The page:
Did somebody say, "election"?

In Wednesday's IT Blogwatch, Richi Jennings watches bloggers watch the voting: apparently there was some sort of an election recently. Not to mention how the other employees view the IT Department...

Elizabeth Montalbano reports:

Problems with e-voting machines were reported early on Election Day in several states, including Florida, Ohio, Pennsylvania, New Jersey and Virginia, which are identified as battleground states where the outcome of the vote could tip the presidential race in favor of either Democratic Sen. Barack Obama or Republican Sen. John McCain.

According to reports from voters on the ground and from watchdog organizations, there were problems with getting e-voting machines up and running in these key states and others, and in some cases the machines would crash during the voting process and had to be rebooted.

Todd R. Weiss adds:

Despite reports all day long about an assortment of e-voting machine problems in several U.S. states, no massive systemic meltdown occurred ... election officials, e-voting activists and experts said Election Day polling generally went well -- even with the problems that did surface.

Sharon Machlis is furious:

Gross incompetence or criminal malfeasance. Those are the only conclusions one can reach when looking at places where people have to wait 3, 4, 5 or more hours in order to cast their votes.

Waits like that are simply inexcusable ... If vendors can't guarantee that touch-screen machines with voter-verified paper trails will work better than optical scanning of paper ballots, then it's time to ditch the touch screens. As for systems without paper backup, they need to be outlawed.

Don Tennant stirs it up:

I voted this morning in the town of Shrewsbury, and I was stunned by how efficient the process was ... I was exponentially more stunned by the stupidity. Inexplicably, no one asked me for an ID to verify that I was who I claimed to be. Anybody could have walked in and given my name and address and stolen my vote, as long as he arrived before I did.


It's absolutely preposterous. We're doing all this hand-wringing about the accuracy and security of e-voting technology because we feel so strongly about ensuring the validity of the results, and yet we blindly leave the front door open to allow blatant voter fraud.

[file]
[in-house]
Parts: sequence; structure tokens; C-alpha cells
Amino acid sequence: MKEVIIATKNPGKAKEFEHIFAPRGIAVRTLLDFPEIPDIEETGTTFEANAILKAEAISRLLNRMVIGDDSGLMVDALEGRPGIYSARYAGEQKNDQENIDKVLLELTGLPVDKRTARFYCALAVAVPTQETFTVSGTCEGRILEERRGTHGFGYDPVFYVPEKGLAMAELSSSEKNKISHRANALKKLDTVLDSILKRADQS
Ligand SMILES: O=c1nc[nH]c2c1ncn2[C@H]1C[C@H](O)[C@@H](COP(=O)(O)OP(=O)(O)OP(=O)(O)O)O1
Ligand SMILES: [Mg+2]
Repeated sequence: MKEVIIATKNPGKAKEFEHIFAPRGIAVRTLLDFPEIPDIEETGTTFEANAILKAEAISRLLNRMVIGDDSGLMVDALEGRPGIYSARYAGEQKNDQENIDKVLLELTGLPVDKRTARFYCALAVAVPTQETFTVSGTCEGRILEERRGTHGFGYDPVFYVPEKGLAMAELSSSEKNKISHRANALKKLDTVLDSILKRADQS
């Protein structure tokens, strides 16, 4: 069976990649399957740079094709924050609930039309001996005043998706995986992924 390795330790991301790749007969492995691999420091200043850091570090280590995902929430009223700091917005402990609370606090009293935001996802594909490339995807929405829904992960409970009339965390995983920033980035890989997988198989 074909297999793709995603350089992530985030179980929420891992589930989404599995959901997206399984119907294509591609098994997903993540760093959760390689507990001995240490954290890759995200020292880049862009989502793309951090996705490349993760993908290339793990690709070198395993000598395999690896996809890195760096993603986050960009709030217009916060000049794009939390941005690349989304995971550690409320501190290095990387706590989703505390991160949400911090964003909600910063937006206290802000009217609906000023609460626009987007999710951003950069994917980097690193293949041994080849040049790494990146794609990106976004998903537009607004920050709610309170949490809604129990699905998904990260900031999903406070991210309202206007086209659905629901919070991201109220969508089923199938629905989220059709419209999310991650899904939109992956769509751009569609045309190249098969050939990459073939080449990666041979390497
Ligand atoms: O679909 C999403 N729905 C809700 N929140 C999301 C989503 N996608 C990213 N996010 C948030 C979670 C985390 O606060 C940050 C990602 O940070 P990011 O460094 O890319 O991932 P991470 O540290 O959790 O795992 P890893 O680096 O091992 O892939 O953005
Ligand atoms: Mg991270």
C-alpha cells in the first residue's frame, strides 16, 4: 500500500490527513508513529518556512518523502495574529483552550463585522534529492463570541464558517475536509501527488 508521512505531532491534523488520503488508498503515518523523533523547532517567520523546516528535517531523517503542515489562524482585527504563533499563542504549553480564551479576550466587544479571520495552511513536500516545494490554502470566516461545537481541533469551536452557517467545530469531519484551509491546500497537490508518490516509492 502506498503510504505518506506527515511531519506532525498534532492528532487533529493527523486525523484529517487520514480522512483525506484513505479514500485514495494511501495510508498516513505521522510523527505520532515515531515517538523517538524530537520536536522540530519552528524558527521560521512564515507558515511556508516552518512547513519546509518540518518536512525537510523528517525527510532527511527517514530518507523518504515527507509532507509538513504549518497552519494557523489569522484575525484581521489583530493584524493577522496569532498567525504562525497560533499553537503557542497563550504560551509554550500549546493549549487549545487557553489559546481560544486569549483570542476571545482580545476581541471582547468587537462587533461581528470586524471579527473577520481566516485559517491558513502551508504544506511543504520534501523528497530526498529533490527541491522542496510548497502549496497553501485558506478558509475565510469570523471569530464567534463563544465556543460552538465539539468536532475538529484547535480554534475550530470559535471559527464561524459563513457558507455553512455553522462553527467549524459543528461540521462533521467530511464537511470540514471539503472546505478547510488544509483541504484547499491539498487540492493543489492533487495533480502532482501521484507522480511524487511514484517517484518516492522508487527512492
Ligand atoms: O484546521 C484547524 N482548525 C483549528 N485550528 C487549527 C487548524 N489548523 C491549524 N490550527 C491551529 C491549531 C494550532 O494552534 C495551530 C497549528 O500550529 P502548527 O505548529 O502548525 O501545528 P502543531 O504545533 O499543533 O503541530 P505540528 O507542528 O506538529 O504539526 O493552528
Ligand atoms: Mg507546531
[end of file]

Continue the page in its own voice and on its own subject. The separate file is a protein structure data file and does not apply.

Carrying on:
Why don'cha come on over, Valerie Potter:

I voted bright and early this morning in Alameda County, California. After confirming my name and address, I was given the option of voting electronically or by paper ballot, which I would feed into an optical scanner. Well aware of the problems that have occured with e-voting machines, I chose paper (as did the vast majority of the voters I saw around me).


On my ballot, there's no oval to fill in -- instead there's an arrow with a gap in the middle pointing to each candidate's name. You complete the arrow next to your choice by drawing a straight line between the two pieces of the arrow.

But Arianna Huffington muses positively:

I am ready to declare a winner in the 2008 race. The Internet.


2008 has delivered the first truly 21st century presidential race ... The clichéd putdown about the blogosphere is that it's just people spouting opinions, but this election has shown it's also about expertise and information -- collated, graphed, spread-sheeted, distilled, and cross-tabbed.

Alexander van Elsas agrees:

If anything this election has shown that the effect of traditional media like TV isn’t nearly as powerful as (online) communities. The old fashioned TV campaigns that the Republicans used to discredit Obama failed because it didn’t bring involvement or hope. It merely brought fear and apathy.

Jeremy Toeman, too:

Thanks to the Internet, our ability to research and fact-check audacious claims was stronger than ever. In fact, I’d argue that the Internet truly thwarted the McCain Campaign, which was clearly unprepared for the power of blogs ... twitter, Google and youtube, digg, and social networks.


The era of politicians being able to say one thing while do another is at an end ... The Internet was a major part of this election, and this is only the beginning.

And finally...

Buffer overflow:

Other Computerworld bloggers:

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Richi Jennings is an independent analyst/adviser/consultant, specializing in blogging, email, and spam. A 23 year, cross-functional IT veteran, he is also an analyst at Ferris Research. You can follow him on Twitter, pretend to be Richi's friend on Facebook, or just use boring old email: blogwatch@richi.co.uk.

Previously in IT Blogwatch:

Copyright © 2008 IDG Communications, Inc.

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